History : Labour’s bailout of Chrysler (UK) – death of a dream or vital lifeline?

Keith Adams recalls the UK Government’s bailout of Chrysler (UK) following the US company’s threat to pull out of the UK, potentially costing 25,000 jobs.

At the time, Harold Wilson’s Labour Party was heavily criticised for performing two automotive rescues – was it the right thing to do?

Chrysler UK’s last chance saloon: the full story

Chrysler UK

In the end, the death of Chrysler’s ambitious UK dream ended on a mild and dank winter’s day in London. The announcement that Harold Wilson’s Labour Government had bailed out the embattled carmaker with a payment of £162.5m on 16 December 1975 came hard on the heels of the British Leyland rescue that was being overseen by Sir Don Ryder. In all, it was a bruising year for the British car industry.

The rescue plan was hastily negotiated in the wake of mounting losses posted by Chrysler (UK), and was a remarkable change in fortunes for the company. The US car giant had taken a financial stake of the Rootes Group as part of an ambitious expansion plan in 1964, increasing its investment into a controlling stake in 1967 before creating the optimistic new Chrysler Europe operation in 1970. Its new subsidiary, now called Chrysler (UK), was combined with Simca in France and Barreiros in Spain in an attempt to compete with General Motors and Ford’s European operations.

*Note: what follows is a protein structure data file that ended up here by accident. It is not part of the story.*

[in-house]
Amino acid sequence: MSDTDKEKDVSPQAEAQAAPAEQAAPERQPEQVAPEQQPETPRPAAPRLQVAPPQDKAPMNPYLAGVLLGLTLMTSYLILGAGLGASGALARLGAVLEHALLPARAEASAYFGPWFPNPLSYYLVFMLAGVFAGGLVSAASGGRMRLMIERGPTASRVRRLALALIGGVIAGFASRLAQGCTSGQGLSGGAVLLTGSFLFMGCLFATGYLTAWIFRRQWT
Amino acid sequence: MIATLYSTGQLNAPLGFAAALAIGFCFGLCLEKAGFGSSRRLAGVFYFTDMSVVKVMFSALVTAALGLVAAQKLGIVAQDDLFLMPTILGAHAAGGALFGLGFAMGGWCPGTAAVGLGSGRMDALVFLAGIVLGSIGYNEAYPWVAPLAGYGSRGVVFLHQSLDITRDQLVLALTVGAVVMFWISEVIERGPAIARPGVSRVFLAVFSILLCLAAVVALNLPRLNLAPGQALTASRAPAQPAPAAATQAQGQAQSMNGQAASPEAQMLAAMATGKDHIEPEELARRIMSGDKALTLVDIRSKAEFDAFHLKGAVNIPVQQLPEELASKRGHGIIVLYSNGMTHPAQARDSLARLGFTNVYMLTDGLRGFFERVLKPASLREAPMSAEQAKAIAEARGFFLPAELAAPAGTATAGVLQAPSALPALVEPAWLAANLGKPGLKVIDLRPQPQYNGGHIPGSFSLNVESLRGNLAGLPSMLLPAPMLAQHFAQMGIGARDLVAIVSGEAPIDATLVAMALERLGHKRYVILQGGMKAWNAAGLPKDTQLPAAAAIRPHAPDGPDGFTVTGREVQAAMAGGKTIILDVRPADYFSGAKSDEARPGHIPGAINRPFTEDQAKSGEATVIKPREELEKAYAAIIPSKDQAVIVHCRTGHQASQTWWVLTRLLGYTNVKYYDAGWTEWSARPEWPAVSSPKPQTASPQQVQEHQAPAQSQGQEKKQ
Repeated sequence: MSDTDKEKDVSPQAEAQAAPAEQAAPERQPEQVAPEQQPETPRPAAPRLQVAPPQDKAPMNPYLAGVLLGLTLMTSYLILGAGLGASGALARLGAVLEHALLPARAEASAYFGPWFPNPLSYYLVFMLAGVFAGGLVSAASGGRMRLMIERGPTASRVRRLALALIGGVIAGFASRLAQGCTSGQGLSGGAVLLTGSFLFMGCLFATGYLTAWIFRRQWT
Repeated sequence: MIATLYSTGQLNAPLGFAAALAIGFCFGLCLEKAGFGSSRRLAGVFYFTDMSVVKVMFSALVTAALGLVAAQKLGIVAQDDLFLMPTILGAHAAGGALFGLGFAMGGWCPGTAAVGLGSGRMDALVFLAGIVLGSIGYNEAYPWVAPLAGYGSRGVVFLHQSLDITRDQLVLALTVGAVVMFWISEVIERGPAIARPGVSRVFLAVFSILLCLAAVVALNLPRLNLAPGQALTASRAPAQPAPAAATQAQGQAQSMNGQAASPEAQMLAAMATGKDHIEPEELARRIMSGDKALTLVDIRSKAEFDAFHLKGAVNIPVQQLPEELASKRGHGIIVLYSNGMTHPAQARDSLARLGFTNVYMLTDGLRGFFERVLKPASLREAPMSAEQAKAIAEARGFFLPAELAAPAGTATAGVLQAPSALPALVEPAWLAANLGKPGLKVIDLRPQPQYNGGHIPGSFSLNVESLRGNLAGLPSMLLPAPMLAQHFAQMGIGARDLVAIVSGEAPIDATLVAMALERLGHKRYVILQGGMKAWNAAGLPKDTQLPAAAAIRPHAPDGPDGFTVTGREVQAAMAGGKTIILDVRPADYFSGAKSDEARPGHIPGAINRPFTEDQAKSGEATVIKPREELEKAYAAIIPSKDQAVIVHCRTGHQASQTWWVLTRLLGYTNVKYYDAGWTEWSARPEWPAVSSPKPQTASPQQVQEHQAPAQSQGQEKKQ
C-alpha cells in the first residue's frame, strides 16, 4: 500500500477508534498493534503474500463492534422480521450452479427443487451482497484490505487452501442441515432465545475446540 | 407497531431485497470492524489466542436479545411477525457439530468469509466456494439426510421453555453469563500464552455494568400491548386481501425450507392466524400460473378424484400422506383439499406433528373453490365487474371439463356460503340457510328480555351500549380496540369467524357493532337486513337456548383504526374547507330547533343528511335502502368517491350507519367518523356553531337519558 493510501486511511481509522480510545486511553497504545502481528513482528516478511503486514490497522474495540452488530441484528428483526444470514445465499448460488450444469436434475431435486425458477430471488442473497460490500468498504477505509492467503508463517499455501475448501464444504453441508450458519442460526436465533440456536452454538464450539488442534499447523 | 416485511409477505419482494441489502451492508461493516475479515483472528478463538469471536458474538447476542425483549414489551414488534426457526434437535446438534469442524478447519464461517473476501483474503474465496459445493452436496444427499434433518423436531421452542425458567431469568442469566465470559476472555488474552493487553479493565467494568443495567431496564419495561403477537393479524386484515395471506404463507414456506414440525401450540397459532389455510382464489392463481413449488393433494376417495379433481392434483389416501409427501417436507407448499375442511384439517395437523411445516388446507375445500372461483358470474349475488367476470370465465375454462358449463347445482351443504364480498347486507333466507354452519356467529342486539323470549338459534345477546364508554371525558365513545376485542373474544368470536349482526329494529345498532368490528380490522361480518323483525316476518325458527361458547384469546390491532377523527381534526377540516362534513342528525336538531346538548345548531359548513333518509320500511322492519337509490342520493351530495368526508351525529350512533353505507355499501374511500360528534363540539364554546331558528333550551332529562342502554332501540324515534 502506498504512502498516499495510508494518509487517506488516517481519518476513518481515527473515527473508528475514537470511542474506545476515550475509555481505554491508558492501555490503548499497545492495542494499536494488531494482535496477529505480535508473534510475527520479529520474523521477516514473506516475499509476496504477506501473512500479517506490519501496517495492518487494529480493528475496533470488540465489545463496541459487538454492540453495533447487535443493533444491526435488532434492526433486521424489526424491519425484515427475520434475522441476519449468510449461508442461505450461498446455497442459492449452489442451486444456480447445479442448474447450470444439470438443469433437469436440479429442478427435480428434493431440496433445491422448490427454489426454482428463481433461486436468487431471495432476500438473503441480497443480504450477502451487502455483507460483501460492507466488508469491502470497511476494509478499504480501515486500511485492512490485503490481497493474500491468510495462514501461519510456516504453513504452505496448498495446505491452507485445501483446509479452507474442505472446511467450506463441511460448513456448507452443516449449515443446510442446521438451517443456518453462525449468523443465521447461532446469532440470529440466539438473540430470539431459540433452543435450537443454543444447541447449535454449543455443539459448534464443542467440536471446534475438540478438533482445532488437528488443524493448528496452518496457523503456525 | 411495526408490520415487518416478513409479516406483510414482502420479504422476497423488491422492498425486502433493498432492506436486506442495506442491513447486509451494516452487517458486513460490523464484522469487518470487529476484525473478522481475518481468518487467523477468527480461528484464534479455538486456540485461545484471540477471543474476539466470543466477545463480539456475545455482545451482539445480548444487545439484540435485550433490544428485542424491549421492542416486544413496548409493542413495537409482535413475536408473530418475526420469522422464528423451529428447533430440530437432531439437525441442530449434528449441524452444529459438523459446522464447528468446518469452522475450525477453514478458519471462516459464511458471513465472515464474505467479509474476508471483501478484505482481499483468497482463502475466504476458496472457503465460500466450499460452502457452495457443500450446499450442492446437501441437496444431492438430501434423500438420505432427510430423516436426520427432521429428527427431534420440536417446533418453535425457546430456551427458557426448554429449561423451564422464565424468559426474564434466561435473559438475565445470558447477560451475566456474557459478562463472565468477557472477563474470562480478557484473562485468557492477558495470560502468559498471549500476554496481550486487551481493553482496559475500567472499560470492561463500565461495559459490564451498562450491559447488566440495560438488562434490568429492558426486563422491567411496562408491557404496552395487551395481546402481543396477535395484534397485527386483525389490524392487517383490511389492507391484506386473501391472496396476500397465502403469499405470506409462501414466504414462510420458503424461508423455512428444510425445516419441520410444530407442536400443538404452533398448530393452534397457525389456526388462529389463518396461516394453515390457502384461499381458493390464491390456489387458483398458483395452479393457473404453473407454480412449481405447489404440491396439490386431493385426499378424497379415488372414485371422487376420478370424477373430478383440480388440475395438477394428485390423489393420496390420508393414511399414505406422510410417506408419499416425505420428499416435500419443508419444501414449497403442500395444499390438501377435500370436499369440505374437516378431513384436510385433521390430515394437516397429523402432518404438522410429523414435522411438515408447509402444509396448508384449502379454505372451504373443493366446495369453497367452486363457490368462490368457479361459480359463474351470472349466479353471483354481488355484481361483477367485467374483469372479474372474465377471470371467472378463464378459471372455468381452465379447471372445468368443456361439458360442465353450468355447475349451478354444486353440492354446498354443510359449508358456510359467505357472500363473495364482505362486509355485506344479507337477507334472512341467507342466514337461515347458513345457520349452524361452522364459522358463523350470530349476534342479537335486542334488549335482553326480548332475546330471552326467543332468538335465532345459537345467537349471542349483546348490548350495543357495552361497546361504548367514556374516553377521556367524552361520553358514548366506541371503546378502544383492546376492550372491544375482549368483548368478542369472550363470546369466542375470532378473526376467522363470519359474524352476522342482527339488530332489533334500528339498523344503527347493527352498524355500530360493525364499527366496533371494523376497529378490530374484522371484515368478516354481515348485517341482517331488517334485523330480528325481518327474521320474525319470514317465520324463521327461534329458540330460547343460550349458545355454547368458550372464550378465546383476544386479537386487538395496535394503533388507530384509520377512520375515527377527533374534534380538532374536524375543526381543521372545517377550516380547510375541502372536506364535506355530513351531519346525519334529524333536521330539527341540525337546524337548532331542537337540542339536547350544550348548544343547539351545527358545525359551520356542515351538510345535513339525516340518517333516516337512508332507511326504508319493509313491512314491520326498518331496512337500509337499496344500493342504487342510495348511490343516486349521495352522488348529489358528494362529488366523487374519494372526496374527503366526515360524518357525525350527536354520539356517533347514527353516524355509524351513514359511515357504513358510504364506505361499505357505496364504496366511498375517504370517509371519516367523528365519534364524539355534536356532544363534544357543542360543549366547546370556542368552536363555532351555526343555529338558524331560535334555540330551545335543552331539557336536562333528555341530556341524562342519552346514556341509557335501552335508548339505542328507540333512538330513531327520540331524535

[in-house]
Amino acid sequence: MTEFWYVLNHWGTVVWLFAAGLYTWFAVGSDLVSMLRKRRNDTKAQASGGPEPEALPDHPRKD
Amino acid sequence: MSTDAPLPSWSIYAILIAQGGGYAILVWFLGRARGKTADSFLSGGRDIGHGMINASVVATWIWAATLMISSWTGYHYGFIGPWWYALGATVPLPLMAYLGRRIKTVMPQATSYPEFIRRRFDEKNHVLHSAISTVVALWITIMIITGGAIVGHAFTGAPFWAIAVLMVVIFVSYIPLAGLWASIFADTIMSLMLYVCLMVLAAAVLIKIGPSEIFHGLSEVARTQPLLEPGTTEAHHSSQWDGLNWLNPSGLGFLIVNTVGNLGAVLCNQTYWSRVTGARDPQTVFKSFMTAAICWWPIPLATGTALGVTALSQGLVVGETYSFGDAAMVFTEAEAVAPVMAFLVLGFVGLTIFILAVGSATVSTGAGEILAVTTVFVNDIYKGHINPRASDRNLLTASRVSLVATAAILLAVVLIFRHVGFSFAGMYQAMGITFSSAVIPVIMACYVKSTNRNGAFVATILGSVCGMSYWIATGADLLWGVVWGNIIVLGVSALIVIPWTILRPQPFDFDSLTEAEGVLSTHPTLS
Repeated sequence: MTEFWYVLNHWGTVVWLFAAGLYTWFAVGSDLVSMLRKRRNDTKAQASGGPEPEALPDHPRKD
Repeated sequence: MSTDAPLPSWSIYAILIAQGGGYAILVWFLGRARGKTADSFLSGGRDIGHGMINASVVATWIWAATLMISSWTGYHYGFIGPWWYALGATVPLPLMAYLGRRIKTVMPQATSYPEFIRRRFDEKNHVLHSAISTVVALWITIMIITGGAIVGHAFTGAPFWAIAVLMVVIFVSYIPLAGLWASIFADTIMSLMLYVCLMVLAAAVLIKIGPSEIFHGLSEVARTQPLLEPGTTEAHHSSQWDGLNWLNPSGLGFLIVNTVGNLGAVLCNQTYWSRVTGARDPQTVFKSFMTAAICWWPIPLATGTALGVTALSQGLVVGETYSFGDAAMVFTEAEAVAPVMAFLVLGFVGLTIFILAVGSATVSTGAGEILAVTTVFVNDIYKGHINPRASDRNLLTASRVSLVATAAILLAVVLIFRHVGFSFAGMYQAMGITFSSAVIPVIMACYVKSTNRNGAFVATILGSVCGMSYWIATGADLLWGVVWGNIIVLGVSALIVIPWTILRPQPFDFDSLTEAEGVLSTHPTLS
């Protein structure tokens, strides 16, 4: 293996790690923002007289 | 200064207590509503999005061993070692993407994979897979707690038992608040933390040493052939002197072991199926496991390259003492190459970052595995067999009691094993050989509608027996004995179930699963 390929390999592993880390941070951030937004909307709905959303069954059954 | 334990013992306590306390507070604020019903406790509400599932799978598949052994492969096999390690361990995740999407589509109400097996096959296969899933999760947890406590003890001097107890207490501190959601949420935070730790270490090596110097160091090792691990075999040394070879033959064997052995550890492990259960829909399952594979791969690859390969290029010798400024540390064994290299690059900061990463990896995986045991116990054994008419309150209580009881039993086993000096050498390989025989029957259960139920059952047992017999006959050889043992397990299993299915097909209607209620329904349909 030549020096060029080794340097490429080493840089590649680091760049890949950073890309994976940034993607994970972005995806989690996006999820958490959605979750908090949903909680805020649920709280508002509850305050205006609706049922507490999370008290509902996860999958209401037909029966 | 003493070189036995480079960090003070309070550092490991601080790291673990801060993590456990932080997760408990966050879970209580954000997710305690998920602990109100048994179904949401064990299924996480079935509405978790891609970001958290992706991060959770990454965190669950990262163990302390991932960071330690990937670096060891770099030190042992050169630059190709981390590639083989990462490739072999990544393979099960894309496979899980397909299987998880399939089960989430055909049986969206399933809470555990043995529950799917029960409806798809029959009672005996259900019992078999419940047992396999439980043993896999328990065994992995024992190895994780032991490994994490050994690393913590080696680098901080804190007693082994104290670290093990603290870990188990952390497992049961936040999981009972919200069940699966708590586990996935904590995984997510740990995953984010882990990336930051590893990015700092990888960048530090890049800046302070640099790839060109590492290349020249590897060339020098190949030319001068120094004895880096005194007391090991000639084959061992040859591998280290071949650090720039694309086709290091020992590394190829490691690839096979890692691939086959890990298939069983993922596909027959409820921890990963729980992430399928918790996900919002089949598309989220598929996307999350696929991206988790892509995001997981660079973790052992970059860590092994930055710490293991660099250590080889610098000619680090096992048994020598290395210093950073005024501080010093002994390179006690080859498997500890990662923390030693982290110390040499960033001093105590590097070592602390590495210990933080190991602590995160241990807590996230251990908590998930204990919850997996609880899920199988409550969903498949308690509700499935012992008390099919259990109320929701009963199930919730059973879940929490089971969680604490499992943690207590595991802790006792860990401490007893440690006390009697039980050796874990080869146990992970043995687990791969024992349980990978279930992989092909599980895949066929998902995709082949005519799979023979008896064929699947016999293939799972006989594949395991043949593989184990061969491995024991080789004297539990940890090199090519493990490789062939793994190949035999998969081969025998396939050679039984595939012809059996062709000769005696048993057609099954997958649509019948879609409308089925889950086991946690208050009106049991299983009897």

By September 1975, a disparate range of models built in the UK and France was brought together under the Pentastar banner, but the lineup was far from streamlined. The ancient Simca 1000 competed with the equally aged Hillman Imp in the market sector crying out for a new supermini and, although there were moves to integrate the rest of the model range throughout the 1970s, it hadn’t been a smooth process, with the Chrysler 180 (below) not really landing in either of its ‘home’ markets, despite being so promising on paper.

Troubles in the UK

The real mess was in the mid range, where the firm offered the Simca 1100, Chrysler Avenger, Simca 1500 and Hillman Hunter. Only in 1975 did the clean-up begin, with the arrival of the Chrysler Alpine, but that car’s conception and development was hardly a smooth process, as the UK operation ceded its technical dominance over the project to the French, which meant that the stylish new family hatchback was primarily based on the Simca 1100, and ended up not replacing the Avenger.